Fledglings are toddlers of the bird world: cute, endearing and fun to watch. They're awkward, curious, beg loudly, and don't let their parents out of their sight.
In my new video, you’ll see nine different types of western birds shortly after they've left the nest. In spring and summer, look for these flying jewels in your own backyard.
You'll also see something unexpected: a fledgling cowbird (more about this "brood parasite" below).
Make birdwatching fun and fascinating
Below I explain how to make feeding birds easy, convenient and rewarding. You'll learn how I attract wild birds, make decorative feeders from repurposed items, and where I place them---plus tips if you're new to birdwatching and feeding.
Attract wild birds
I get kibble and jelly at the market; and suet, raw peanuts and seeds online (shelled for less mess). I don't bother with expensive food like nyger, which is highly perishable and requires a fine-mesh feeder.
Here's what I give the main feathered guests to my garden. All of these birds are common throughout the West.
- American Crow: I provide kibble made for small dogs or cats, and give the birds water to soften it. Crows also appreciate peanuts and protein-rich leftovers.
- California Quail and Mourning Doves forage for seeds that fall from feeders, especially millet.
- California Scrub-Jay: Not fussy but like suet, kibble, and peanuts.
- Finches (House Finch, Lesser Goldfinch): Raw, unsalted, hulled sunflower seeds.
- Grosbeak (Black-headed): Suet, grape jelly.
- Oak Titmouse: Raw, unsalted, split peanuts.
- Oriole (Bullock's and Hooded): Grape jelly.
- Occasional and seasonal visitors include chickadees, warblers, wrens, sparrows and nuthatches. All like suet and sunflower seeds.
This Baby's a Parasite?!
It’s called “brood parasitism:” Cowbirds lay eggs in the nests of other birds, which then raise them. No doubt you'll be surprised, as I was, which sleek birds are the big, fluffy cowbird's foster parents. (From the video.)
Simple decorative feeders
To enhance the beauty and personalities of backyard birds, I repurpose thrift store items as feeders. They're visually intriguing, and besides, commercial feeders are unnecessary. Birds don't care, so long as they can access the food.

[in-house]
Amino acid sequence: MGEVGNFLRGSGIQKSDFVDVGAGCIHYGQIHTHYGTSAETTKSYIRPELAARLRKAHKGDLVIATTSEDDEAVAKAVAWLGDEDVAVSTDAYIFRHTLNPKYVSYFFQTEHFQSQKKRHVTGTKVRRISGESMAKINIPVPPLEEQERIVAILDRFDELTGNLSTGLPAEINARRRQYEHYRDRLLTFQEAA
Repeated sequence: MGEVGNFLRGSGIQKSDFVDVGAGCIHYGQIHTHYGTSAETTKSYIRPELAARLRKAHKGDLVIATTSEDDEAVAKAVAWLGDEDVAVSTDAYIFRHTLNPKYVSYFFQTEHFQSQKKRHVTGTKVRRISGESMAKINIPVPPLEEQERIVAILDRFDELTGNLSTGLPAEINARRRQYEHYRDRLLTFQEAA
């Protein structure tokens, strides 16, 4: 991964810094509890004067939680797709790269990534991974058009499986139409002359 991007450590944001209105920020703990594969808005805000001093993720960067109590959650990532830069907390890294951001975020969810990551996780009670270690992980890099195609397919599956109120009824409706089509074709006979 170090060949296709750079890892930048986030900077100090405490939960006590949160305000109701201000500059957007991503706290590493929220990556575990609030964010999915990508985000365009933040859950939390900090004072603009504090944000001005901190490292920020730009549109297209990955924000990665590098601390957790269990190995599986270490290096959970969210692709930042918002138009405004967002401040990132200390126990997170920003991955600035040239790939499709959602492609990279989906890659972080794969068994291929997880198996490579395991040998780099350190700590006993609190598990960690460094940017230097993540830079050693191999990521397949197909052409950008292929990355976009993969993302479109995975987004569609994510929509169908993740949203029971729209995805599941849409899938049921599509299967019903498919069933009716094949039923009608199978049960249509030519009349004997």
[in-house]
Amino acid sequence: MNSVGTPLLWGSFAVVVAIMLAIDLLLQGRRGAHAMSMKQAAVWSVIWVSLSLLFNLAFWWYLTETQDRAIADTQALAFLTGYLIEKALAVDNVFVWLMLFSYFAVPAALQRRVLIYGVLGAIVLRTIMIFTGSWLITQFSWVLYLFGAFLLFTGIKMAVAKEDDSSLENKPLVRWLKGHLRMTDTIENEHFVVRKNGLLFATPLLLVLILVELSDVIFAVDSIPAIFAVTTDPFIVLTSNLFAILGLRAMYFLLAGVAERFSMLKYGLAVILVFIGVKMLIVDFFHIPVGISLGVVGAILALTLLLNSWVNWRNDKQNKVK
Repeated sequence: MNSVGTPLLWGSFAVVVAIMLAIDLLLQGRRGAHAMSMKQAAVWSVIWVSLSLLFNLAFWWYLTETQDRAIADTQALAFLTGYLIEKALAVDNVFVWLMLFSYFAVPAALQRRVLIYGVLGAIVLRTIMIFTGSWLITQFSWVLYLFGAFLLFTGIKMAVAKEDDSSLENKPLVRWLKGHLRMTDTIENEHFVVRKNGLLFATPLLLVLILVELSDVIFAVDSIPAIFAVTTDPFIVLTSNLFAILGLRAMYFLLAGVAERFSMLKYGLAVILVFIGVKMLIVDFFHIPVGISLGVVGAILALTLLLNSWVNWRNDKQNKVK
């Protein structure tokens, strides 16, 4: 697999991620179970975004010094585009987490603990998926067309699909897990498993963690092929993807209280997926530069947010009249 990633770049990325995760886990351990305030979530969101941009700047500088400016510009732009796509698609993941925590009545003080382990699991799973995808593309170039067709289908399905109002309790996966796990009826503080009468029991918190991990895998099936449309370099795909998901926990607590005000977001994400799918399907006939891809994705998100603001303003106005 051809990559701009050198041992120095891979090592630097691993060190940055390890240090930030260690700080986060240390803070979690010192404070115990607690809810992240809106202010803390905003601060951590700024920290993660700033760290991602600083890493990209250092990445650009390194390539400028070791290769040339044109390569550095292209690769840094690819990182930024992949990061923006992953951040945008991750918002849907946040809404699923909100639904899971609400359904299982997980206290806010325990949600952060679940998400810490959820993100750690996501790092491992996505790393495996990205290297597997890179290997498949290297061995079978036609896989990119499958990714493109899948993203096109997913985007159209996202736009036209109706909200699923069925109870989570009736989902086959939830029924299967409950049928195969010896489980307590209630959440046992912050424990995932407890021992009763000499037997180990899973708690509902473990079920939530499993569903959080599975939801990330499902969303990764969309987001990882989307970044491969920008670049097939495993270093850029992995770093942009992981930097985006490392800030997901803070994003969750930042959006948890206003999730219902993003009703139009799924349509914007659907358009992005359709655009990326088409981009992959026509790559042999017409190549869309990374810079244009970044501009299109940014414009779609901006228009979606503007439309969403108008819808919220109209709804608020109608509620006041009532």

I look for wrought iron candleholders, which provide perches and have glass votive cups to hold seed. I also use ornamental bird cages. These allow small birds to get to peanuts while keeping larger birds (like jays) out. Not to mention that watching wild birds exit and re-enter cages makes humans do a double-take!
Where to put feeders
- When placing a feeder, keep in mind whatever is below it will be showered with bird droppings and seed fragments.
- To hang feeders from your eaves, you'll need S-hooks and chains, a hammer, and nails.
Feeders should be:
- Seen easily from indoors
- Near where birds can dart into leafy cover
- High enough to deter cats and rodents
- Quick and easy for you to access
- Close enough to windows so birds can't get enough momentum to slam into them.
If you're new to feeding birds...
- The sound of your voice may not startle birds, but sudden movements will.
- Obtain a Sibley's birding guide specific to your region, or a bird ID app for your phone.
- Get a good pair of binoculars. Mine are Polaris Optics.
- Add a birdbath or fountain. Birds need to drink and bathe, and water attracts those that don't go to feeders.
- Be patient. It may take birds several weeks or even months to find a feeder.
- Hang breakable feeders so they won't hit each other if jolted by wings or wind.
- At dusk, bring indoors feeders that might attract nocturnal varmints.
- Keep feeders clean. Wash with soap and hot water, and rinse well.
Btw, I no longer feed hummingbirds because sugar syrup attracts ants, but if you do put up hummingbird feeders, remember that mildew and fungus can be deadly.
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Which birds are smartest?
I noticed that finches will feed vertically if need be---beaks straight down and tail feathers skyward. This made me wonder what other antics and acrobatics birds might do. So I made a puzzle feeder (link below) to find out. Watch the video to discover, as I did, how clever various birds can be.
A “puzzle feeder” is a fun, novel way to observe and enjoy backyard birds. When given a challenge to solve, birds show persistence, determination, and how clever they are—or not. In my new video you’ll see nine different wild birds, from darling titmice to badass orioles. Find a list of simple, inexpensive supplies below.